I recently completed a Guidance AQ with a heavy focus on counselling methodologies. In one session we previewed Solution Focused Counselling and in another Bereavement Counselling was the focus. Whereas Solution Focused Counselling relies heavily on the Active Coping Strategy concentrating on Problem Focused Coping including Cognitive Decision Making and Direct Problem Solving and Bereavement Counselling focused on Support Seeking Coping Strategies such as Support for feelings (CCSC & HICuP, 7), in both the importance of teaching coping strategies was highly emphasized. It became clear to me that the need to teach our students effective coping strategies is important (for further on this, see “Eight Important Reasons for Teaching Kids Healthy, Brain-based Coping Skills in School”).
In Canadian schools, few students are survivors of extreme trauma remotely comparable to that of Holocaust survivors, (with the possible exception of those who arrive as refugees). Nonetheless, many students in our classrooms have faced some trauma (e.g. witness to spousal abuse or the death of a peer or loved one), and teachers are often grasping for tools and strategies to equip such students with ways to cope. The article “Coping strategies in the narrative of Holocaust survivors,” by Suedfeld et al, presents interesting insights into how we, as educators, may teach effective coping strategies in the classroom by bringing survivor narratives into the classroom.
In their paper, Suedfeld et al reviewed existing oral histories of survivors to establish coping patterns seen across age groups in situations of varying degrees of trauma during three main stages of the Holocaust The paper also found that most survivor tales demonstrate positive coping strategies to trauma. Suedfeld et al remark, “planful problem-solving, self-control, and various aspects of dogged persistence… represent practical, task-oriented approaches to solving the problems of survival in the Holocaust environment, reflecting what should be considered good adaptive behaviors,” (169). They further found no significant increase in the application of negative coping strategies such as physical escape and avoidance (169) and that “interestingly, the Holocaust periods evoked the fewest mentions of survivors psychologically distancing themselves from events” (171).
Key insights/applications for teaching coping strategies using Holocaust survivor testimony:
- Suedfeld et al remind us that for those “who deal with such [trauma] survivors, there is a salutary warning not to assume that the experience will have left the person unalterably weakened or traumatized,” (175). Counselors or educators should find the strength possessed by their counselee and help them both to cope and adapt (see Solution Focused Counselling).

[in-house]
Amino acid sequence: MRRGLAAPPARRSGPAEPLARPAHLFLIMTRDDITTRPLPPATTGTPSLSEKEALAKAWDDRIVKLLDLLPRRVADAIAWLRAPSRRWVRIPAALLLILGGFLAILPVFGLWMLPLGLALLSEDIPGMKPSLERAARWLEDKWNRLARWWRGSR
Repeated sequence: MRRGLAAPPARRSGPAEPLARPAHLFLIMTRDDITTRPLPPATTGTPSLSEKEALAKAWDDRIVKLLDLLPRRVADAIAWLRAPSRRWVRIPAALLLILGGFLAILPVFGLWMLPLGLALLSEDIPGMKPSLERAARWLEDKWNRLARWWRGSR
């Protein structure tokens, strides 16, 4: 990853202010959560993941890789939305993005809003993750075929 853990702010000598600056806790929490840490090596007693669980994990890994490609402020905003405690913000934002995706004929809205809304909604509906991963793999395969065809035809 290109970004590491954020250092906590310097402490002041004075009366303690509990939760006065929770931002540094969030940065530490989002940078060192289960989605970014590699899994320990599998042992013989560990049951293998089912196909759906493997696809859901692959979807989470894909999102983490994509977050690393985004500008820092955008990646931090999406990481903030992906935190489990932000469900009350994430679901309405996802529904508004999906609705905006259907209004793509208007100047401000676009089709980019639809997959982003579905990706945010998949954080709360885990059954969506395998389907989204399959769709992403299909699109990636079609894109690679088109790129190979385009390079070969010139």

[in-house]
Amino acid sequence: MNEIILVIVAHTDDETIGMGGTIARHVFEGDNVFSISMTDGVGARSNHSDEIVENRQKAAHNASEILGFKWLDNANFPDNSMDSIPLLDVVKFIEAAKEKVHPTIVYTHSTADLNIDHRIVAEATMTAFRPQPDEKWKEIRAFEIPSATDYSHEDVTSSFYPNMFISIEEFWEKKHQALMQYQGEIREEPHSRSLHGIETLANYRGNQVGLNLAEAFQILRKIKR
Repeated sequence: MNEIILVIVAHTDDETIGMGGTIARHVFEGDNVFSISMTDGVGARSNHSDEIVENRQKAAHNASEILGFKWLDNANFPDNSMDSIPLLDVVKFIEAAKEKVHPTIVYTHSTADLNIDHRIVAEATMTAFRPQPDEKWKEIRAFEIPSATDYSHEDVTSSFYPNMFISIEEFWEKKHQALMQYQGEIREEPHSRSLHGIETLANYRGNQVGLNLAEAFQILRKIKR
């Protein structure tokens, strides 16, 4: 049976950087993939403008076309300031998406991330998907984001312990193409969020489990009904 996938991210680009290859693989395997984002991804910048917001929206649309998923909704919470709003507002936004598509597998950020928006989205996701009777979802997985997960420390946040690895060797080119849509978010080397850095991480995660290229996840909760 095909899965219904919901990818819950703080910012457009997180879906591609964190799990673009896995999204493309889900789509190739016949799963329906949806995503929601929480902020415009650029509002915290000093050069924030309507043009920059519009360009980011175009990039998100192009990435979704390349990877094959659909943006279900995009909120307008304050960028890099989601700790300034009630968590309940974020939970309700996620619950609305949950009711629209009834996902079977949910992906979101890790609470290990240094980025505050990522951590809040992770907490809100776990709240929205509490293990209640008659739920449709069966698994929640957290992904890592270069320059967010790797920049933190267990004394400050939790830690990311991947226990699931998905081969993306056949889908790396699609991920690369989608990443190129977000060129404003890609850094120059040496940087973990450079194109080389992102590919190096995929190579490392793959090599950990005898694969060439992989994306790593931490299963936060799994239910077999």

- Suedfeld et al concluded that coping strategies are contextual rather than developmental (i.e. age related), therefore as educators, it is possible to highlight examples of survivors whose age reflects that of students, and who provide examples of coping strategies that will connect with students.
- As educators we might deconstruct survivor narratives with our students and explicitly discuss how the individual in the story coped by asking questions like “how did [survivor] find ways to survive in such an environment?”, “find examples of how [survivor] coped in such an extreme circumstance?” or “how did [survivor] manage to go on with their lives after the Holocaust?”
- Suedfeld et al further note the importance of agency in the survivor narratives: “survivors, who have successfully transcended not only the Holocaust but the vicissitudes of post-war recovery, emigration, and the re-creation of their lives, see themselves primarily as problem-solvers,” (175-6).
Caveats for the Classroom
These stories should not be treated as direct parallels to student lives, but can act to illustrate effective coping strategies nonetheless. In terms of both counselling and pedagogy, our students can benefit from the review of survivor narratives.
In the Classroom
Facing History offers a wide variety of resources that engage trauma survivor stories such as Night and Red Scarf Girl through which we might integrate discussions of coping strategies. You might have students use an organizer (see attached) identifying the coping strategies that characters in these stories use and discuss their efficacy. The teaching of coping strategies is hardly the primary reason that we should engage these stories, but it is nonetheless yet another impetus to do so.
"For Parents & Educators." Coping Skills for Kids. Brain Works Project, n.d. Web. 06 Apr. 2013.
Manual for the Children’s Coping Strategies Checklist & the How I Coped under Pressure Scale. Temple, AZ: Arizona State University, 1999.
Suedfeld, Peter; Krell, Robert; Wiebe, Robyn E.; and Steel, Gary Daniel. “Coping strategies in the narratives of Holocaust survivors.” Anxiety, Stress & Coping (January 1997), 10 (2), 153-178.